Let's get real here. Before the ACA and before she got on Medicare, Lydia was paying $700-800 a month just to cover herself. A family plan would have cost in the range of $1,500-2,000/month or more back then. Deductibles were going up too.

Healthcare insurance for me consisted of Medicaid, which had a limit of about $2,500 a year, and you couldn't make much more than that per year to qualify. After the ACA, it went up substantially, enabling care for me that saved my life to the tune of about $100,000. My residual costs are in the neighborhood of 1/10 of that.

So by these measures, even the cost of $500 a month, perhaps for a family plan, is a lot more affordable.

Still, the government option would have made it even more affordable. So sorry, but Republicans insisted on killing that option.

Now Trump might push for the government option, which has zero chance of getting through the Republican Congress. Or maybe not -- time will tell, and she's a real bitch.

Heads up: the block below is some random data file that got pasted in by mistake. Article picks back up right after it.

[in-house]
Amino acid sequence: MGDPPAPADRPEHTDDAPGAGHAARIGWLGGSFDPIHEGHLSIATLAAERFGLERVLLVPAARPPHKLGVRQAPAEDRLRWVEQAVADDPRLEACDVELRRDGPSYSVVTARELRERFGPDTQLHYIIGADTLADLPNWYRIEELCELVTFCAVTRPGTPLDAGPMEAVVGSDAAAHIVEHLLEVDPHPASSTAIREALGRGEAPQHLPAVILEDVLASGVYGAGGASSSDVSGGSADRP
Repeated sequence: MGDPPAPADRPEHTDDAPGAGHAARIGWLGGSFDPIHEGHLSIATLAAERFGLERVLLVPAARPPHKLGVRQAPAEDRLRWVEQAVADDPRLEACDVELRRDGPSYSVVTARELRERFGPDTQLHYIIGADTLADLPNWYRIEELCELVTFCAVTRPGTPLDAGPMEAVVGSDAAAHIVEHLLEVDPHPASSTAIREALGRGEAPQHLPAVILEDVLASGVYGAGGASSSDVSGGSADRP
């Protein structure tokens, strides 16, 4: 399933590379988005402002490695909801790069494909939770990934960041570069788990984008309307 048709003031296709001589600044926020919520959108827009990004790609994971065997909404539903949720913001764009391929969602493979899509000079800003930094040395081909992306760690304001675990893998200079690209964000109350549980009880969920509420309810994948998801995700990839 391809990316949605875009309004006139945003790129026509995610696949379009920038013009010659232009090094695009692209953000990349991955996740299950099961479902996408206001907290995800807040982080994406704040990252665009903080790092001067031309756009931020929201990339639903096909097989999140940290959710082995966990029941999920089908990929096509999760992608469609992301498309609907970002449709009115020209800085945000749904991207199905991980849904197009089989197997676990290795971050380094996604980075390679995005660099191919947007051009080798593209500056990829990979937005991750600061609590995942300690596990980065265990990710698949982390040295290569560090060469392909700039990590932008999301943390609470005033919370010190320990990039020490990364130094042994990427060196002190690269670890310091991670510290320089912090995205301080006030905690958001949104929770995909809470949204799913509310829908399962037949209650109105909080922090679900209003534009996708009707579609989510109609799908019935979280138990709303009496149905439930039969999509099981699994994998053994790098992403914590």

http://www.huffingtonpost.com/entry/trump-...4b0b3c7a7b205de
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Hobbes
post Jan 16 2017, 09:48 PM
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Beyond speaking for political effect what does Donald Trump actually believe and what values will he go to the wall for?

Good topic and question, Dingo! Actually a good one for any candidate or President elect (one could have asked the same question of Obama), but particularly so for Trump.

He has a book out which probably helps answer (I haven't read it, but think I will): Crippled America. It doesn't seem to different from his messaging during the campaign, but without much of the hyperbole from his campaign (although not all of it).

Trump does present an answer to much of the campaign hyperbole, though (from the Wiki link):

QUOTE